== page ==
[PROVISIONAL TRANSLATION FROM PERSIAN]

 

[Translator’s notes appear in square brackets]

[Personal information has been redacted.]

 

The Event of Boroujen of Isfahan

 

On 23 Tir 1325 [14 July 1946], Mr. Esma’il Vahedian, one of the Baha’is of Boroujen, together with some Baha’i youth, were planning to travel to Isfahan. As soon as their car started moving, a group of thugs who were incited by Seyyed Fakhr Shari’at, the notary office manager; Mr. Zia Madani, the preacher; Seyyed Hosein Madani, the mayor of Borujen; and Seyyed Yahya Sotoudeh, an inspector from the Department of Education of Isfahan, hastened to block the car from moving [in order] to prevent Vahedian from travelling to Isfahan.

Since they did not find him [Vahedian] in the car, they rushed towards the Haziratu’l-Quds of the Baha’is, which is their administrative centre. On the way to the Haziratu’l-Quds, they broke the door and windows of the shop of Lotfollah Homayouni, who is a tailor. Seeing the mob’s attack and the rushing crowd, after entering the Haziratu’l-Quds, Mr. Vahedian and a few others took refuge on the roof. They were asked to climb down from the roof, while [being] promised by Madani that they would disperse the crowd.

Trusting the promise of Madani, the mayor, they descended from the roof. Madani started to beat Mr. Fereidoun Vahedi himself, and encouraged the crowd also to attack the group. The thugs injured Messrs. Esma’il Vahedian and Abdor-Razzagh Vahedian and beat up Mahmoud Yazdani, Ebrahim Vahedian, and also the wife of Agha Abbas-Quli Motamedi and some other women with sticks and stones. They [also] plundered some furniture and belongings of the Haziratu’l-Quds.

The crowd was dispersed only after the intervention of the army. Kalhoroudi and Madani presented themselves at the army barracks and threatened to cut the Baha’i refugees into pieces. Still, the threats of Madani were fresh. Yahya Sotudeh, Madani’s cousin, in consultation with Seyyed Fakhr, the [manager] of the notary office, while standing in the street where the Haziratu’l-Quds is located, addressed the crowd by shouting and encouraging them to plunder the Haziratu’l-Quds. The mob rushed madly towards the Haziratu’l-Quds, breaking the doors and windows and burning the furniture, carpets, books and any other things they could find. [The mob] cut and uprooted more than five hundred trees and shrubs in the gardens and destroyed and desolated part of the building, also burning and plundering the furniture of the caretaker of the Haziratu’l-Quds.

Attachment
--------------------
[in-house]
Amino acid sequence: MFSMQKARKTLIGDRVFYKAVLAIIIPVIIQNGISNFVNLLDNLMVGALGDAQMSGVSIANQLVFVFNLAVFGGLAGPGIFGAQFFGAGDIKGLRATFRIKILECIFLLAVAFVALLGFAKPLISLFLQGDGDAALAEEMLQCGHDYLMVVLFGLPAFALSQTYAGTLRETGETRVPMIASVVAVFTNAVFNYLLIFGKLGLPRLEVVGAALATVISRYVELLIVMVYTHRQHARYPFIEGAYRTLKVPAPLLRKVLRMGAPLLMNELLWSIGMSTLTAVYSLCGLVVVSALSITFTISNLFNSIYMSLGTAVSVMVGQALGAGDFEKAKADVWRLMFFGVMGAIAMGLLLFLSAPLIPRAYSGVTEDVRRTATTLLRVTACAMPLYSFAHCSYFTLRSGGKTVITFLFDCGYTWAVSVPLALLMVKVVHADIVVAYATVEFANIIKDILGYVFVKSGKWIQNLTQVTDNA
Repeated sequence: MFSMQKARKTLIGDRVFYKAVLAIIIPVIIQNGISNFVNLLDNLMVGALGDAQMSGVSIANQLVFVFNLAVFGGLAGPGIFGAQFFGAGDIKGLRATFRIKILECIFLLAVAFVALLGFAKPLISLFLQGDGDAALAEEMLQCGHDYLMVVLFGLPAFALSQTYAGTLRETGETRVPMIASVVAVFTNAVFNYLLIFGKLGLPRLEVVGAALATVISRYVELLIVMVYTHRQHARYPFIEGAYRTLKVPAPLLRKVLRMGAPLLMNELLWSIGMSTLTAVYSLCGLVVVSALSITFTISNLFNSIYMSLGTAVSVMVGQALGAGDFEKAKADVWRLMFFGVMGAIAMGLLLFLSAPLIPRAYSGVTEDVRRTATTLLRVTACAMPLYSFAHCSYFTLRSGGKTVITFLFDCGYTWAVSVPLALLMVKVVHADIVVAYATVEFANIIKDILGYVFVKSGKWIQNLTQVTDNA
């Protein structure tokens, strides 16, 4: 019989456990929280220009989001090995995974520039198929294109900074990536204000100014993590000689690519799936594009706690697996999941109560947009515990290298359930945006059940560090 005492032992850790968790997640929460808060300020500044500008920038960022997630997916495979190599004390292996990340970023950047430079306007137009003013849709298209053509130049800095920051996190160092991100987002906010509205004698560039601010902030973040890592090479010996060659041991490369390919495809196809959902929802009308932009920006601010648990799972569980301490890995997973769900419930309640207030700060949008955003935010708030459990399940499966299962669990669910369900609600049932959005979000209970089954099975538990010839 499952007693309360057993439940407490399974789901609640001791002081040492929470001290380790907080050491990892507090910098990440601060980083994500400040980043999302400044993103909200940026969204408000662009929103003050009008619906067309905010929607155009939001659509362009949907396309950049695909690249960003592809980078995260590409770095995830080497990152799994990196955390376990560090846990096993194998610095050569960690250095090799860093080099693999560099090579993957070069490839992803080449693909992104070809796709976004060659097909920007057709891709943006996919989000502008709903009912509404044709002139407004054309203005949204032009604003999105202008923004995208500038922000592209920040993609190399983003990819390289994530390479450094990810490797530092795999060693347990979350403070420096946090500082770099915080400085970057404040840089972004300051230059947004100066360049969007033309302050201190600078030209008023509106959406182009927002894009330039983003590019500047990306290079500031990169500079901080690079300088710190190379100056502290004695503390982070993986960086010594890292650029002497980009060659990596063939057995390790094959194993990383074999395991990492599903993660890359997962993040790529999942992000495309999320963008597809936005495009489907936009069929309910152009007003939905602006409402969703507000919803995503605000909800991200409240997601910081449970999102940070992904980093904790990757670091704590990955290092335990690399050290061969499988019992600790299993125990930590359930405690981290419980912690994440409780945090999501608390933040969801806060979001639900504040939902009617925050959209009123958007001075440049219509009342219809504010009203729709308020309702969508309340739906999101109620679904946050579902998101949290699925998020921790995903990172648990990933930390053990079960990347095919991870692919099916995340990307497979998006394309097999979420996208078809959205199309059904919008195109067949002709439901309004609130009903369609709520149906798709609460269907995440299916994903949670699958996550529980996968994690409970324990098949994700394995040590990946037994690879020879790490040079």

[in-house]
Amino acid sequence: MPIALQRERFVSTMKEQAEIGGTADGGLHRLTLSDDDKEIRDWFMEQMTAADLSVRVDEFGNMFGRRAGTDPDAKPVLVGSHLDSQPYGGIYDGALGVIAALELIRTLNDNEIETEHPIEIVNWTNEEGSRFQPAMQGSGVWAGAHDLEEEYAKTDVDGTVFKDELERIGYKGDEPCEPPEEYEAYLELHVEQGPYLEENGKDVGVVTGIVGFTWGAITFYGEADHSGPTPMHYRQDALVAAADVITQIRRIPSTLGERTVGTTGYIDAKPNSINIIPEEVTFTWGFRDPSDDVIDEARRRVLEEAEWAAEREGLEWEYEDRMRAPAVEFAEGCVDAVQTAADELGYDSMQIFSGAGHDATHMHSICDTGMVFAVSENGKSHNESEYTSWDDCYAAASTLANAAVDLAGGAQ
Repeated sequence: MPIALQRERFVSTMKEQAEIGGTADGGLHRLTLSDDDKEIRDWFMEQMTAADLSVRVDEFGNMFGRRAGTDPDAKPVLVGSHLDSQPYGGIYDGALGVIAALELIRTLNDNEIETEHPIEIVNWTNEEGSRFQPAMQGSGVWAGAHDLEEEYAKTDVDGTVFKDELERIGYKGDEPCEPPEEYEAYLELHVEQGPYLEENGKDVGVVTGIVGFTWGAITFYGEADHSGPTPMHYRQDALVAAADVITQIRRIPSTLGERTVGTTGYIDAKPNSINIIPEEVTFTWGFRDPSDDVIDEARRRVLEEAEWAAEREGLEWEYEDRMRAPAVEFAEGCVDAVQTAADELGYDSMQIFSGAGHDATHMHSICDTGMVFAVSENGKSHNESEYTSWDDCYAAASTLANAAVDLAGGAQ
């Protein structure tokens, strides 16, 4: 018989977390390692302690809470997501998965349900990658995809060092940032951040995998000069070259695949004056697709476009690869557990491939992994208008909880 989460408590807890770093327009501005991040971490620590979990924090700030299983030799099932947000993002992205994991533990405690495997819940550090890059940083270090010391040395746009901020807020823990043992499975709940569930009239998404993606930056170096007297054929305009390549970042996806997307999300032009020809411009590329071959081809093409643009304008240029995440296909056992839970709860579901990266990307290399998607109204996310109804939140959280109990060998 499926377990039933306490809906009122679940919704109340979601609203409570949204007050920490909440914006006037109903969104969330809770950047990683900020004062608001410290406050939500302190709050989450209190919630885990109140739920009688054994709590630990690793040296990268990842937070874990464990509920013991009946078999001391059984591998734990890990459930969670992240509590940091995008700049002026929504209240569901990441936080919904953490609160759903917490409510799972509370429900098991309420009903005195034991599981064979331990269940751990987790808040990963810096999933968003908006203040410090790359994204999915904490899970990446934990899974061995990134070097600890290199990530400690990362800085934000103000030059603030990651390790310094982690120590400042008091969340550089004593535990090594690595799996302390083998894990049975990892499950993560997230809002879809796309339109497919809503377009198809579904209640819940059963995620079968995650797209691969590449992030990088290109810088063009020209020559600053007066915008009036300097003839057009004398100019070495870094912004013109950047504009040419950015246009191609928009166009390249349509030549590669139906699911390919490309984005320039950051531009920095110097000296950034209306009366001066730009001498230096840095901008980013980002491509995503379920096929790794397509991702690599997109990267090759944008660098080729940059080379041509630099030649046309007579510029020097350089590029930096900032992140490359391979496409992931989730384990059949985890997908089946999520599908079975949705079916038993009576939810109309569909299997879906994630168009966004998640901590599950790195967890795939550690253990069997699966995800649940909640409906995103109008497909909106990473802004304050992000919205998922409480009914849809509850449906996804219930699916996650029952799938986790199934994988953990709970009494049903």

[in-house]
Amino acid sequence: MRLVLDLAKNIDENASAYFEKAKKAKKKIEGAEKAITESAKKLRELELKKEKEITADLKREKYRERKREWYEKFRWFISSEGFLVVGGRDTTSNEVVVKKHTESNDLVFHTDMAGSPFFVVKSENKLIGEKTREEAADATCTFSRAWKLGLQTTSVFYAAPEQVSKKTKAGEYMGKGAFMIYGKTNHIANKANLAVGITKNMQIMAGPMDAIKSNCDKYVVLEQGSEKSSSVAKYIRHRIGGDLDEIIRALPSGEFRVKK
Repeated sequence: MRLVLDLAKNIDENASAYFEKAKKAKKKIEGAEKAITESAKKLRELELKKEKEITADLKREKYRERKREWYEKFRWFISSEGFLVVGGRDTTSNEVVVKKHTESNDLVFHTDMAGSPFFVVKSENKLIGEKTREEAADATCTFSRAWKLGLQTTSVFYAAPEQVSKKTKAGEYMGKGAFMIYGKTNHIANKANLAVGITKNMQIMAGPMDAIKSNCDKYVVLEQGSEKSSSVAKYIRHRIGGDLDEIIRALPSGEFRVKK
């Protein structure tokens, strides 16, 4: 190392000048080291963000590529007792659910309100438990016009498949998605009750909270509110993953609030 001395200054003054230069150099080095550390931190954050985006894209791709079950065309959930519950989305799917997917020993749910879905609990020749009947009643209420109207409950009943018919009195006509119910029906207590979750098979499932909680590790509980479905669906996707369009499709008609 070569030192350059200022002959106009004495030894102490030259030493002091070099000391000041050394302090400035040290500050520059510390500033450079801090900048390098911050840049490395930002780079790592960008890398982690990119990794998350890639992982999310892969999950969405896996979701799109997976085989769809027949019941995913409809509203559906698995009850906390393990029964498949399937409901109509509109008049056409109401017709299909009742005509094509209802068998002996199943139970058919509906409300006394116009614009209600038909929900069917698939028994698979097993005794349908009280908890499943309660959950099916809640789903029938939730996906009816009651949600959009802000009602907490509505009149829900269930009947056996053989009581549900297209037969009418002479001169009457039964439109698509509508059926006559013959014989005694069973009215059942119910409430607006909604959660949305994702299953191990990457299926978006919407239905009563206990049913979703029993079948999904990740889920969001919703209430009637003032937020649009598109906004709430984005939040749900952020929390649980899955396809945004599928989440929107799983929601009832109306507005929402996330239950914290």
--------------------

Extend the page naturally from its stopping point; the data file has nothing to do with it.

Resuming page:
The condition of Mr. Esma’il Vahedian was worse than the rest of those who were beaten up and injured. After all these acts were finished, the public crier shouted in the street and invited all the inhabitants between the ages of 7 and 70 who considered themselves Muslims to take refuge at the Telegraph Office. The refugees sent baseless telegrams to cover their savage acts, which was [unlike it has been] in any barbaric countries these days. They sent telegrams to government authorities and the council of clergy and newspapers and blamed the beaten, injured and plundered Baha’is as the responsible party.

 

Kalhoroudy and Madani, both government agents, are, in truth, the principal inciters of this tragic event. 

[Handwritten note:] [Stamp: Registered at the Office of the Prime Minister, number: 23267, date: 19 Mordad 1325 [10 August 1946]